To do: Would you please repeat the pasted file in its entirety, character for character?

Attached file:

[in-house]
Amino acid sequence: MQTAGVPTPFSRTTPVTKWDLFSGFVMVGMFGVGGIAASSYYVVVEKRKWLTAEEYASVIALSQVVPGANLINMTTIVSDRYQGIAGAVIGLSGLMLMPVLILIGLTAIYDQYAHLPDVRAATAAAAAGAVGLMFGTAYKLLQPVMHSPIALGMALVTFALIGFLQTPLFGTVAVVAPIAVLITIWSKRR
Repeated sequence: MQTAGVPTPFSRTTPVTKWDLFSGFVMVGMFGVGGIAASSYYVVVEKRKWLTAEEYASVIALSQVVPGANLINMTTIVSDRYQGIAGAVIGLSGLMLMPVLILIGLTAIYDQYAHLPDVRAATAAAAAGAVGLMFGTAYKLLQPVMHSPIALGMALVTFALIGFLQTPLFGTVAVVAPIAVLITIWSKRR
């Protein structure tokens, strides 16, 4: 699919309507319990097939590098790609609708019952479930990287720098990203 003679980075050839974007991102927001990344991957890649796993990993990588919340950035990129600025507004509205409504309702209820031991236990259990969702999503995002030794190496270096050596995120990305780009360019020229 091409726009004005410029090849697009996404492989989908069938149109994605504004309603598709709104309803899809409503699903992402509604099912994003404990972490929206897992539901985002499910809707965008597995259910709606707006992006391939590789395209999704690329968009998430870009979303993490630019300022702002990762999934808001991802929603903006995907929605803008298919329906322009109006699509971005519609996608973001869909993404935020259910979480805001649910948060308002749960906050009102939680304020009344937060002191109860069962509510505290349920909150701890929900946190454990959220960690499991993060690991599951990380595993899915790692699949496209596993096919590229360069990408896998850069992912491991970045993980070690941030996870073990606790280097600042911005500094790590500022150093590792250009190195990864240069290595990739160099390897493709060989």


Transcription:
[in-house]
Amino acid sequence: MQTAGVPTPFSRTTPVTKWDLFSGFVMVGMFGVGGIAASSYYVVVEKRKWLTAEEYASVIALSQVVPGANLINMTTIVSDRYQGIAGAVIGLSGLMLMPVLILIGLTAIYDQYAHLPDVRAATAAAAAGAVGLMFGTAYKLLQPVMHSPIALGMALVTFALIGFLQTPLFGTVAVVAPIAVLITIWSKRR
Repeated sequence: MQTAGVPTPFSRTTPVTKWDLFSGFVMVGMFGVGGIAASSYYVVVEKRKWLTAEEYASVIALSQVVPGANLINMTTIVSDRYQGIAGAVIGLSGLMLMPVLILIGLTAIYDQYAHLPDVRAATAAAAAGAVGLMFGTAYKLLQPVMHSPIALGMALVTFALIGFLQTPLFGTVAVVAPIAVLITIWSKRR
């Protein structure tokens, strides 16, 4: 699919309507319990097939590098790609609708019952479930990287720098990203 003679980075050839974007991102927001990344991957890649796993990993990588919340950035990129600025507004509205409504309702209820031991236990259990969702999503995002030794190496270096050596995120990305780009360019020229 091409726009004005410029090849697009996404492989989908069938149109994605504004309603598709709104309803899809409503699903992402509604099912994003404990972490929206897992539901985002499910809707965008597995259910709606707006992006391939590789395209999704690329968009998430870009979303993490630019300022702002990762999934808001991802929603903006995907929605803008298919329906322009109006699509971005519609996608973001869909993404935020259910979480805001649910948060308002749960906050009102939680304020009344937060002191109860069962509510505290349920909150701890929900946190454990959220960690499991993060690991599951990380595993899915790692699949496209596993096919590229360069990408896998850069992912491991970045993980070690941030996870073990606790280097600042911005500094790590500022150093590792250009190195990864240069290595990739160099390897493709060989």